Firstly, it indicates that American authorities perform acts, overt or clandestine, calculated to bear on the actuations of incumbent Filipino Presidents and most Presidential candidates and to affect the campaign and its outcome. Secondly, this practice lessens the independence of mind and action of Filipino Presidents – a fact which could jeopardize the interests of the Filipino people.” In Joma Sison’s parlance, this Macapagal statement translates that the US still has a stranglehold on the Philippines by virtue of its control on the government; the leaders’ economic, social, and cultural activities. Thus, the Communist Party of the Philippines declares that the Archipelago is not yet free; and its armed New People’s Army is hell bent on continuing what the Party calls the unfinished revolution of 1896. So, the question is: Philippine Independence – June 12, July 4, or not yet?

July 4, not June 12
By Felizardo M. Pagsanhan
Philippine Daily Inquirer
9:36 pm | Sunday, June 9th, 2013
21 1123 547
July 4 is the true Independence Day, not June 12. This can be gleaned from the history book titled “Philippine History and Government, Through the Years,” authored by Francisco M. Zulueta, and Abriel M. Nebres. Let me cite this book as reference in this piece. The independence that the Philippines celebrates on June 12 is not a true independence. It is only a proclamation made by Gen. Emilio Aguinaldo in Kawit, Cavite, on June 12, 1898, which was unsuccessful and became invalid because on Dec. 10, 1898, the Treaty of Paris was ratified. Under this treaty, Spain ceded to America the Philippines, Guam and Puerto Rico, for which America paid Spain $20 million. Aguinaldo and the revolutionaries failed to stop the ratification of the Treaty of Paris. The Philippines never achieved independence from Spain, and America owned the Philippines (pages 120 and 330). The Malolos Republic at Barasoain Church was also invalid, because it was established on Jan. 28, 1899, when the Philippines was under American occupation (page 123).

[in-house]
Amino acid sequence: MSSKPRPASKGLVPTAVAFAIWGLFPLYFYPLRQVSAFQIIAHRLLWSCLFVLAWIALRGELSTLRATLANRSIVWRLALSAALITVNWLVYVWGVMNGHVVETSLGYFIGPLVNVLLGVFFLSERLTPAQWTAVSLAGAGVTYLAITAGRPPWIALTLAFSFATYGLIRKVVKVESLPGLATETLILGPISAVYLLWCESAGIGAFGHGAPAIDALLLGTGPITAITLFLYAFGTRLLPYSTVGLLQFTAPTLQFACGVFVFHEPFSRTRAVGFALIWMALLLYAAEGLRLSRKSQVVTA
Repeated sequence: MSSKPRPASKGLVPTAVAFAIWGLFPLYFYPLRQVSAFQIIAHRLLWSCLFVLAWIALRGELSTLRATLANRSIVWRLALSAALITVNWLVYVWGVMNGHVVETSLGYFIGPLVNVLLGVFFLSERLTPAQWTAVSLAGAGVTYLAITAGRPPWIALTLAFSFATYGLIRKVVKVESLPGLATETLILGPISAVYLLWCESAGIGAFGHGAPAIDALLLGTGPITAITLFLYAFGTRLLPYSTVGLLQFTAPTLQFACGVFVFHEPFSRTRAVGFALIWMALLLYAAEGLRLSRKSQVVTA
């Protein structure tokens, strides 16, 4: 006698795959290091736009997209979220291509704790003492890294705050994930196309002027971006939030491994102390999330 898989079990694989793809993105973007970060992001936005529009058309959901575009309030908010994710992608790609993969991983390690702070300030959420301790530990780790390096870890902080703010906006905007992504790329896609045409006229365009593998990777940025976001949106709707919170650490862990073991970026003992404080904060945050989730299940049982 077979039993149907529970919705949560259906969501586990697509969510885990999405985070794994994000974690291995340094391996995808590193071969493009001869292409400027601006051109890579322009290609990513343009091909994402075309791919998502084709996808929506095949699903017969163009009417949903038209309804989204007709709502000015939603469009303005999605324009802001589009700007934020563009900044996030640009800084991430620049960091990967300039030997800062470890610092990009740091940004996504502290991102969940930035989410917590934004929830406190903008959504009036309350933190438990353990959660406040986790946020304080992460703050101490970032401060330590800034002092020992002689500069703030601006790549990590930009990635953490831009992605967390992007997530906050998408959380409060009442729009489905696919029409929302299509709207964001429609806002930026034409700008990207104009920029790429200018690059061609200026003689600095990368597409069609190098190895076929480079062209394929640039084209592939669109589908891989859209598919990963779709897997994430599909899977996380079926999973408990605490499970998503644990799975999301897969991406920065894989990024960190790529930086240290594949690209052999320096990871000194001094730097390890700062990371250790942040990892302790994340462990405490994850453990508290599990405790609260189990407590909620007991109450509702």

The Tydings-McDuffie Law, an act sponsored by Sen. Millard E. Tydings and Rep. John McDuffie, was passed by the US Congress to grant independence to the Philippines after a 10-year transition period in the government established for Filipinos under the American Commonwealth (pages 171-173). Exactly on July 4, 1946, the Philippines was granted independence, as proclaimed to the world by US President Harry S. Truman (pages 172, 211 and 338). Thereafter, the Philippines celebrated Independence Day on July 4 every year for 15 years, until it was moved to June 12 by President Diosdado Macapagal. According to Dr. Maria Serena I. Diokno, chair of the National Historical Commission of the Philippines, President Macapagal issued Proclamation 28 in 1962, which affirmed the proclaimed independence by Aguinaldo in Cavite on June 12, 1898. But Macapagal’s Proclamation 28 was a grave mistake. He should have known that the proclaimed independence by Aguinaldo became invalid under the Treaty of Paris. He also forgot that he became president under the independence achieved by the Philippines from America, on July 4, 1946. This error must be rectified, to stop Filipinos from celebrating a fake Independence Day on June 12.